About this time last year, Argentina was celebrating its return to fiscal responsibility and the international debt markets with a 100-year bond offering. And why not? It had been a whole three years since the country’s most recent default, its sixth in, well, 100 years. Investors could not get enough of the stuff. After all, Argentina’s new president was a businessman like them and saying all the right things, and they only needed the country to pay its bills for 12 years to make money on the century bonds. What could go wrong?
Well, in a word, Argentina. Argentina could go wrong.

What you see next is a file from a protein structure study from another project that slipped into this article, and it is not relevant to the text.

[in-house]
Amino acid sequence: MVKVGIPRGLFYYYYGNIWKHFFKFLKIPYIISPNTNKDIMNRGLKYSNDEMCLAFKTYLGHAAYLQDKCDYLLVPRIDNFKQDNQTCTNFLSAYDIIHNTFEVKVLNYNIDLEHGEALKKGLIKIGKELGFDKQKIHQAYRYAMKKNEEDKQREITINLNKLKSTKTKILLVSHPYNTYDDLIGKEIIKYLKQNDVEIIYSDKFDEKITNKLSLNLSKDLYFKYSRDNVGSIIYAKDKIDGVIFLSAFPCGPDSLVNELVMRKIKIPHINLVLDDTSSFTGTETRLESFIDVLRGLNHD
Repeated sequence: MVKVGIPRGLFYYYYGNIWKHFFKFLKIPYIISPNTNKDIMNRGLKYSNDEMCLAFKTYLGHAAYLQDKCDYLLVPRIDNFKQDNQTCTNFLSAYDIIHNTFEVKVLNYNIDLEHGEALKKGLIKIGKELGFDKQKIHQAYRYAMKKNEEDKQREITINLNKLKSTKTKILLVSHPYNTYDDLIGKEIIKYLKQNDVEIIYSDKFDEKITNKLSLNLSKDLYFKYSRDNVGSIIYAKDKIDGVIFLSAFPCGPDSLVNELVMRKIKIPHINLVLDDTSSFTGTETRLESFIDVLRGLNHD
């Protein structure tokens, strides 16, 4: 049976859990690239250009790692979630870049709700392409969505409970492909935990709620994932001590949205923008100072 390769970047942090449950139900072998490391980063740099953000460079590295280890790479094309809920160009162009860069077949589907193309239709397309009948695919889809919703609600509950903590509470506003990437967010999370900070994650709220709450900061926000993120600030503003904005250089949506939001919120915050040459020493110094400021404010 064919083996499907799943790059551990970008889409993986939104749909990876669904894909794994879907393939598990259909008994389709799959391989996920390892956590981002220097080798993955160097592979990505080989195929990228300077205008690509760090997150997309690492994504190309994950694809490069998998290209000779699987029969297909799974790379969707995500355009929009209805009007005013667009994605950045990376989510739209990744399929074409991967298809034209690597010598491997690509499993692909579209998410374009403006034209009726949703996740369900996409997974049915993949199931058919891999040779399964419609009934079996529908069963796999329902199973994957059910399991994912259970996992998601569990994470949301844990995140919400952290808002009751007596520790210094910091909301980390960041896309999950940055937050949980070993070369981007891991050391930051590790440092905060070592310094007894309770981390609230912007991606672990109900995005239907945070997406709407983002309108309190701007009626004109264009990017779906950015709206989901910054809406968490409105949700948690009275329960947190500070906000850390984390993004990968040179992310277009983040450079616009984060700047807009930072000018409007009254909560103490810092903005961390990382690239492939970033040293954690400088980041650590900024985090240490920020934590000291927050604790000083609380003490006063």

Argentina was on course to run a large fiscal deficit this year, and Argentina owes a large amount of its debt in U.S. dollars, which are becoming very expensive. Negotiations for an Argentine rescue from the International Monetary Fund are picking up, with the IMF’s board expected on Friday to formally deputize the IMF’s staff to negotiate the details of the rescue…. “The reality is this bailout, as things are dragging on, is getting more expensive,” Mr. Brooks said….
In exchange for the lending, the expectation is that the country will take meaningful steps to get out of the situation. With so much of Argentina’s challenge driven by large and persistent deficits, a big focus of the negotiations is likely to be a set of targets, agreed upon by the IMF and Argentina’s President Mauricio Macri, to reduce those deficits to specific levels.